These essential services will be used to implement the data flows and the processes that are deemed necessary to deliver optimized value streams.

Notation and Naming

Essential services can be modeled in the ArchiMate language using the “Application Service” construct. In the informal notation at Level 4 they are depicted as an oval inside a functional component element, as in the scenario example given in Figure 90.

11.10.4. Scenarios and Processes

In the IT4IT Reference Architecture, a scenario is a narrative that describes foreseeable interactions of user roles (or “actors”) and a system (or functional component). The term is analogous with “epic” or “theme” in Agile development methodologies. Scenarios are used to explain, enhance, or modify the reference architecture and are described using a structured template that includes a formal notation that can be expressed in the ArchiMate language. This enables readers to consume information more easily, as multiple organizations may produce and/or contribute to scenarios over time.

The following list is an example of the “scenario master document content”:

  • Introduction: a high-level description of the scenario to be described along with the goal to be achieved

  • Requirements: model the properties of the elements that are needed to achieve the “ends” that are modeled by the goals; in this respect, requirements represent the “means” to realize goals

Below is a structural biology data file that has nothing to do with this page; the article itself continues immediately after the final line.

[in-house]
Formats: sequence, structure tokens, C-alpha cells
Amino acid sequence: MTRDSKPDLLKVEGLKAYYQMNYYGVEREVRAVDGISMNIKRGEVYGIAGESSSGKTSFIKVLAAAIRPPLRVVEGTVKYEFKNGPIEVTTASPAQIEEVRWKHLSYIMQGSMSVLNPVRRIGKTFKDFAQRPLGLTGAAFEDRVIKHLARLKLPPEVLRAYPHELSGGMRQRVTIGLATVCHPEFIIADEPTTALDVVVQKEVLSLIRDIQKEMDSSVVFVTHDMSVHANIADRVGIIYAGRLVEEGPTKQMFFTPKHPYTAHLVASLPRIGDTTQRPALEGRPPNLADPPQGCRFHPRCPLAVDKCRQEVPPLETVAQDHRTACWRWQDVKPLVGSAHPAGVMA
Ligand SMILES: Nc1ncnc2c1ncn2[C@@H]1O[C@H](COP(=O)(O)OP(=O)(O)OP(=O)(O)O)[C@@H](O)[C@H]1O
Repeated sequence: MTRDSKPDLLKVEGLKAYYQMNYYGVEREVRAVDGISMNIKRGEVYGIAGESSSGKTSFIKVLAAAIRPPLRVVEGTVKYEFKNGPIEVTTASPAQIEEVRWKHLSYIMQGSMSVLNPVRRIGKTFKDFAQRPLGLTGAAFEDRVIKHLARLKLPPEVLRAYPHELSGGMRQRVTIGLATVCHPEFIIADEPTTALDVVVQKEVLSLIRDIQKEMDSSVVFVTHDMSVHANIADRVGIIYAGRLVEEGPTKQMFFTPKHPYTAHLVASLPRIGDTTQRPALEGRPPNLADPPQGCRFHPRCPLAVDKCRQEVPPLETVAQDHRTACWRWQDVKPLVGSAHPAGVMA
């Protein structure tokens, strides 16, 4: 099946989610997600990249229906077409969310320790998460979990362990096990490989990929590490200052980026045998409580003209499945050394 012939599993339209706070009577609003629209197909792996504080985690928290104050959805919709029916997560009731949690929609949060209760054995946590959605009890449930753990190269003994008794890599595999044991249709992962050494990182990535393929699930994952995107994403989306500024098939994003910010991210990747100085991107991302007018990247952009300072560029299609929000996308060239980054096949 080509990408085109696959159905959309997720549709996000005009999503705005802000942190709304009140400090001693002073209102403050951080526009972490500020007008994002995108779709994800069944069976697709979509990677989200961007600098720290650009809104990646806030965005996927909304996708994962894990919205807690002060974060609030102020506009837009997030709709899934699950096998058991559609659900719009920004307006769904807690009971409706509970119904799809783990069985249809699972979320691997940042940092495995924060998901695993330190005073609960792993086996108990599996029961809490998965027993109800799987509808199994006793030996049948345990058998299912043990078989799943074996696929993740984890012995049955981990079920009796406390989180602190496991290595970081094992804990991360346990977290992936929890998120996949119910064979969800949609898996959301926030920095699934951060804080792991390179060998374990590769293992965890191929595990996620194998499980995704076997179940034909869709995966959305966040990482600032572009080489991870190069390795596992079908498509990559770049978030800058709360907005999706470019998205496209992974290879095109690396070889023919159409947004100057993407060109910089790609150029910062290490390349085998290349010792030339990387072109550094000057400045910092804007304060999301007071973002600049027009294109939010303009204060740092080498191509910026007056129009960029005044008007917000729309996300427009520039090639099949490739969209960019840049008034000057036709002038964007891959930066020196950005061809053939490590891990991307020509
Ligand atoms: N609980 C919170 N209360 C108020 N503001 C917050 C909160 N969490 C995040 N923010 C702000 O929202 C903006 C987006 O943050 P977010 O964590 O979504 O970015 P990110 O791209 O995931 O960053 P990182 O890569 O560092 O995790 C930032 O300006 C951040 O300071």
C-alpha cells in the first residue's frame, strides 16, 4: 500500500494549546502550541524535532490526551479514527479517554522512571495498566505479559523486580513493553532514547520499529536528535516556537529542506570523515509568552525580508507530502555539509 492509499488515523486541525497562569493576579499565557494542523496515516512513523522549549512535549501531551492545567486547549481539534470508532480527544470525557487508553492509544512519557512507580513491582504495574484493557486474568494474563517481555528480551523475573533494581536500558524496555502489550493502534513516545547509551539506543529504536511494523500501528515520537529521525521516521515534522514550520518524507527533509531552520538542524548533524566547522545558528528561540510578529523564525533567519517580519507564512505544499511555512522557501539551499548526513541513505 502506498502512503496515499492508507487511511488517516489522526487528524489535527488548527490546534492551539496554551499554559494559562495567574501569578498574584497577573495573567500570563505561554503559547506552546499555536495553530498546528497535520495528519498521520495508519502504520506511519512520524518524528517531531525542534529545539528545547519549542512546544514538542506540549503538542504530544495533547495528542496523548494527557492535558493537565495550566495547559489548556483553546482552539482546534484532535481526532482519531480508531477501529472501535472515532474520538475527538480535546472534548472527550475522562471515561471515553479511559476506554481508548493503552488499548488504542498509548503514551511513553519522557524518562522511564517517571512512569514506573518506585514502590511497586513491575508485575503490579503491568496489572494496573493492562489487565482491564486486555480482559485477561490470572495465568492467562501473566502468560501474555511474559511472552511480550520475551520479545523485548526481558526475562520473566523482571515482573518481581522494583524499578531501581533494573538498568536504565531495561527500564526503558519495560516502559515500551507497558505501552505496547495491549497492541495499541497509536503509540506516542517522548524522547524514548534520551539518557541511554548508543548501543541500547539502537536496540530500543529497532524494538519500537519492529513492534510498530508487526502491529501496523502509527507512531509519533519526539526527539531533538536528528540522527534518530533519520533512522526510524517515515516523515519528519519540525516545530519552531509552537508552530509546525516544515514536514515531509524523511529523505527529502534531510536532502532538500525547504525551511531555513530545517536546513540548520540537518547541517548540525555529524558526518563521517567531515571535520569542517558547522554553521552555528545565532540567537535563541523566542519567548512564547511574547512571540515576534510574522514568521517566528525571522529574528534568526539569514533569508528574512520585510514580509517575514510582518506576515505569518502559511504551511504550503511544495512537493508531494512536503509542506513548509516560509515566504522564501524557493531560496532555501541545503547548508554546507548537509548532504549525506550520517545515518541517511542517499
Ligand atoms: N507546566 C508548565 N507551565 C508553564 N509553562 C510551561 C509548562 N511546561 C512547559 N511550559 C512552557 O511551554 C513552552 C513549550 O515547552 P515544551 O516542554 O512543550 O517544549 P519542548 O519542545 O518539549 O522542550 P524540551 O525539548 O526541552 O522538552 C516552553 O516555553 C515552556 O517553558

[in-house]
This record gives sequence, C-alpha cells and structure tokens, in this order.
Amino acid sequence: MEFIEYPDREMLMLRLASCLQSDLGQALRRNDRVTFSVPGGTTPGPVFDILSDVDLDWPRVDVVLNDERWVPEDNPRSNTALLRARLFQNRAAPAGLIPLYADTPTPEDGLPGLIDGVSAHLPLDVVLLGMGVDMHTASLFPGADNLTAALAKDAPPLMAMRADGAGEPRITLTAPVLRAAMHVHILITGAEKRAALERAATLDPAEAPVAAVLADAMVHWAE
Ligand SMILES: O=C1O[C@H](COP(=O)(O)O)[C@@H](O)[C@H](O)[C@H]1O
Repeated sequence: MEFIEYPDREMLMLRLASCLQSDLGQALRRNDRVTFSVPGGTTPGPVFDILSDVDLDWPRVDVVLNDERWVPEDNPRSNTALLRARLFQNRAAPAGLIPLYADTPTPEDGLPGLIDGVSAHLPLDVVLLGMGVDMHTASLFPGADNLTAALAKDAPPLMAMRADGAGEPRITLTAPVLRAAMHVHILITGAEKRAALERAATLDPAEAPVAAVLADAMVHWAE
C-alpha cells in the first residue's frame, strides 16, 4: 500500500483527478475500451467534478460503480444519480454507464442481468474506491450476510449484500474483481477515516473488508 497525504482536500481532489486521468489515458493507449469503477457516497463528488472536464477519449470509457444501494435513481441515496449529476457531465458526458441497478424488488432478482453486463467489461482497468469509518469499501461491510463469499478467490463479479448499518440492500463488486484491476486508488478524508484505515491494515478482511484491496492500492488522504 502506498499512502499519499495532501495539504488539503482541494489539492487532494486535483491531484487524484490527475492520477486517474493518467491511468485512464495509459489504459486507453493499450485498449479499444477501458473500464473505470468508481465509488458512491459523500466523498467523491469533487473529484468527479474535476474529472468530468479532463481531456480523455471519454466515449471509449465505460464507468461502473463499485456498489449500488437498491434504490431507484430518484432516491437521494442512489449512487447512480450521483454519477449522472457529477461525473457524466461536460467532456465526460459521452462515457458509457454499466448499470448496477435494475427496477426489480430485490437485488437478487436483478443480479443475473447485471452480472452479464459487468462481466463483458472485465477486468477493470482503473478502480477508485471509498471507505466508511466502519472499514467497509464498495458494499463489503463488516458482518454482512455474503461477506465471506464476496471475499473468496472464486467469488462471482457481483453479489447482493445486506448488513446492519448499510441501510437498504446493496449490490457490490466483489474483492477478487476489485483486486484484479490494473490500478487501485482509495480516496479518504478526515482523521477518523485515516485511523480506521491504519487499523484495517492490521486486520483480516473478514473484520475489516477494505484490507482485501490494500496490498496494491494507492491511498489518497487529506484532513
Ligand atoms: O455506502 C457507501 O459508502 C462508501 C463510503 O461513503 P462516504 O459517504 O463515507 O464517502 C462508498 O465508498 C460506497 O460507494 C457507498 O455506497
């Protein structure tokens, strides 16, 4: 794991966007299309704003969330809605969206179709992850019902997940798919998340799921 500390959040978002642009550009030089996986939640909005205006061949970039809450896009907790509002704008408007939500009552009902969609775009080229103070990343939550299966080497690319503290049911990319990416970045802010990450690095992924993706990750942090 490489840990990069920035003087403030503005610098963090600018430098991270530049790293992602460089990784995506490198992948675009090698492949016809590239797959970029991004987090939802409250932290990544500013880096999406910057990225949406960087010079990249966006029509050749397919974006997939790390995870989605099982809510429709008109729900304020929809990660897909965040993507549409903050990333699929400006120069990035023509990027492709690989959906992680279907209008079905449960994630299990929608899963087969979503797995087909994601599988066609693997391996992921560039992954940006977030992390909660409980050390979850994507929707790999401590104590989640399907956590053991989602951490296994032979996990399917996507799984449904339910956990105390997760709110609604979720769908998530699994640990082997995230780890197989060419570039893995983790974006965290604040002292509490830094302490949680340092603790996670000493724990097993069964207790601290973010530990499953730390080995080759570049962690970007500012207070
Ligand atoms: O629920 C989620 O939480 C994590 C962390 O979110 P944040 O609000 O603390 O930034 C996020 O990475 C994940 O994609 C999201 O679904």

• Process flow: an explanation of the process flow in the organization; this example explains how an Incident is handled using existing knowledge

scenario process flow example
Figure 90. Scenario Process Flow Example Utilizing Two Essential Services
  • Automation specification using the reference architecture: explains how the process is to be supported by the reference architecture

In the example shown in Figure 91, two views would be created: one showing an Incident Management capability and another view for the Knowledge Management capability. The view should provide more information on how the functional components are aligned with the capabilities to automate the scenario:

  • Essential services supporting the scenario; see Figure 90

  • Data objects and key attributes: describes the data objects that are involved and the attributes of the data objects that are needed or impacted

essential service diagram example
Figure 91. Essential Service Diagram Example

11.10.5. Level 5: Implementation Architecture

The full power of the ArchiMate language can be used to specify an actual current or future state implementation of the IT4IT Reference Architecture.